All I Want for Christmas is My Identity Back

The holiday season is a time to be with family, take time off work, and relax and have fun, no matter what holiday you celebrate. But just when you’re relaxing, identity thieves are working overtime to get at your information. We are all particularly vulnerable to ID theft during the holidays. Here’s why and how to protect yourself.

Travel and Mobile Phones
When we travel we open ourselves up to ID theft by using unsecured airport, restaurant, and bus terminal internet connections. When browsing on unsecured networks, you risk “sidejacking.” This is when someone steals your access to a website, typically on wireless public networks. A program allows that person to capture cookies transmitted over the public Wi-Fi connection and use them to gain access to the unsecured email and social networking accounts of anyone using the network. Once they have access to this, they can see the financial information you’ve provided to the sites you’ve visited. Make sure to use encrypted sites to prevent this and be aware of when your phone switches from its network to a wireless hotspot. To add protection, turn on your phone’s encryption settings. 

Temporary Retail Workers

Those stores you love to shop in are hiring temporary workers by the dozens to handle the surge in shoppers. Those workers may or may not have had background checks. So the person checking you out and handling your credit card may have a history of identity theft crimes. 

Your Credit Card is on Fire

Many of us use our credit cards much more during the holidays, which opens us up to more chances that the number is seen or taken by a thief. There’s also an increased chance you may accidentally leave your card somewhere or get pickpocketed in a crowded store.

Opening New Accounts to Save Money

Almost every time we purchase something in a store, the store offers us a 10 or 20 percent discount to open an account with them. This can be pretty tempting when you’re spending more than you normally do on all those gifts. But it puts you at risk for identity theft because you are filling out personal information right there at the store and handing it to the clerk to get approved. If that sensitive information is not fully protected or destroyed, it can be copied, leaving you open to identity theft.

Finding Good Deals on New Sites

What to do when your child or grandchild wants the Hot Wheels Ultimate Garage—yes the one with real working carwash. You look for the best price by shopping around the internet to find who’s offering it for less. If it’s a site you’re unfamiliar with, make sure it is legitimate by checking it out before making the purchase. Do they have trust seals to confirm they are legit? These can be found either at the top or bottom of the page and normally have a checkmark or a lock icon on them. Click on the trust seal to see the expiration date of their certification. Also check to make sure they are using SSL, which allows sensitive information such as credit card numbers and login credentials to be transmitted securely. Look in the web address line for a lock icon that comes with an SSL-secured website. Sometimes the address bar is green; another sign of an SSL-secured website. Secure websites also begin with https rather than http. Beware if the site is asking you for unusual information that most sites don’t ask for. You can also search for reviews of that website to see what the feedback has been.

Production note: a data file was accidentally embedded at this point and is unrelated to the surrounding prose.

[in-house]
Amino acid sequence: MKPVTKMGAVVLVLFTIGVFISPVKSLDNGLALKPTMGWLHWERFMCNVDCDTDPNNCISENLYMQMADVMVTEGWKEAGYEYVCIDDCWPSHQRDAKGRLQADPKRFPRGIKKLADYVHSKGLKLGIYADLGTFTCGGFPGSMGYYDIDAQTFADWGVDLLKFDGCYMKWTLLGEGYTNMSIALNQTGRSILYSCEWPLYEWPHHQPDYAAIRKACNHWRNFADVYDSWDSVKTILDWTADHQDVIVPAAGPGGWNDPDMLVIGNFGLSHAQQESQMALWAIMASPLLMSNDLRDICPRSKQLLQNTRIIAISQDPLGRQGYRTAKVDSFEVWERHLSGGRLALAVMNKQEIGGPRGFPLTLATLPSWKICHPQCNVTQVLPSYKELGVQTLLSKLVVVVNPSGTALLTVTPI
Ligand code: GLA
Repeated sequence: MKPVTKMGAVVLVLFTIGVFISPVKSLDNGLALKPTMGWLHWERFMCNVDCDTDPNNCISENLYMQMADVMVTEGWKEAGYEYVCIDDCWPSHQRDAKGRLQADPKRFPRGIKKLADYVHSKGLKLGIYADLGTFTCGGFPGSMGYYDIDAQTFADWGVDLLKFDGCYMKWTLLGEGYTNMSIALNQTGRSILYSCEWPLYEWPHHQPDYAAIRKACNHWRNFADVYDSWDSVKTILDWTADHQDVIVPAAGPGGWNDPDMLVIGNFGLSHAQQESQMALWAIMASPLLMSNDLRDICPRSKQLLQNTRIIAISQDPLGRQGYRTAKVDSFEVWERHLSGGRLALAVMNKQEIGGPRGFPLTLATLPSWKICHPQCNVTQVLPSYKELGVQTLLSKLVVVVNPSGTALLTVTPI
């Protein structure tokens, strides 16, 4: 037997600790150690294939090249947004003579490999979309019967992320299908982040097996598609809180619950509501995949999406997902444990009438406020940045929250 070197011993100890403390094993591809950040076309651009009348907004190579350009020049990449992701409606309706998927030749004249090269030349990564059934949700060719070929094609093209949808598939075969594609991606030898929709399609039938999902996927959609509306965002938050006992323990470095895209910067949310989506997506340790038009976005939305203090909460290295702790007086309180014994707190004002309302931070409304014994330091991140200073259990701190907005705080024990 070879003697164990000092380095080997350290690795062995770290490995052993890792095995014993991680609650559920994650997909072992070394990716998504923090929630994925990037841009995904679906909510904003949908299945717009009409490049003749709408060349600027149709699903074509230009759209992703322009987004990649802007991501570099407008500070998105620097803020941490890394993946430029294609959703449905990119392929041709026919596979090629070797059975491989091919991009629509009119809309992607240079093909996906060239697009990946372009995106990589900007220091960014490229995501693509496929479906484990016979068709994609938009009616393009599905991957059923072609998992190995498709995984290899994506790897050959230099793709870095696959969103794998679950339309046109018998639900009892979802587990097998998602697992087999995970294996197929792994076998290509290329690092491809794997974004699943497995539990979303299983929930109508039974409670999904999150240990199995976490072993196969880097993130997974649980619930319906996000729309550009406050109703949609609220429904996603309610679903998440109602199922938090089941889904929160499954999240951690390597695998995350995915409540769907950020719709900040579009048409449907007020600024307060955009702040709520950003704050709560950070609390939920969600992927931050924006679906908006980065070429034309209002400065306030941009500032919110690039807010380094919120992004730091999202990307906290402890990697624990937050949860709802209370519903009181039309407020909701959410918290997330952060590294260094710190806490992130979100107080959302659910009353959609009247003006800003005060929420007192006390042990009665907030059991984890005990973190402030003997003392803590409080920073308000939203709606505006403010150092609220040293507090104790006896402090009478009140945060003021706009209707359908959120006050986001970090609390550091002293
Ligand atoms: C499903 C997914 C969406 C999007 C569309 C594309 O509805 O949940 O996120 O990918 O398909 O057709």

If all of these things check out, then the site is likely safe to use. If anything doesn’t check out, or you just don’t feel right about it, it may be worth paying a little more somewhere else.

If you’re worried about online identity theft, some credit card companies can generate a temporary number that can only be used for one transaction, which protects your real credit card number if a thief manages to get it. This is particularly useful if you’re purchasing a subscription and don’t want it to auto-renew. Not all banks offer this, but it may be worth asking.

You can also regularly check your credit reports and sign up for a credit monitoring service for added peace of mind while you’re shopping for stocking stuffers, computers, or jacked up Hot Wheels.

Co-authored by Gary S. Williams, CFP®, CRPC®, AIF® and Nicholas Ibello, CFP®

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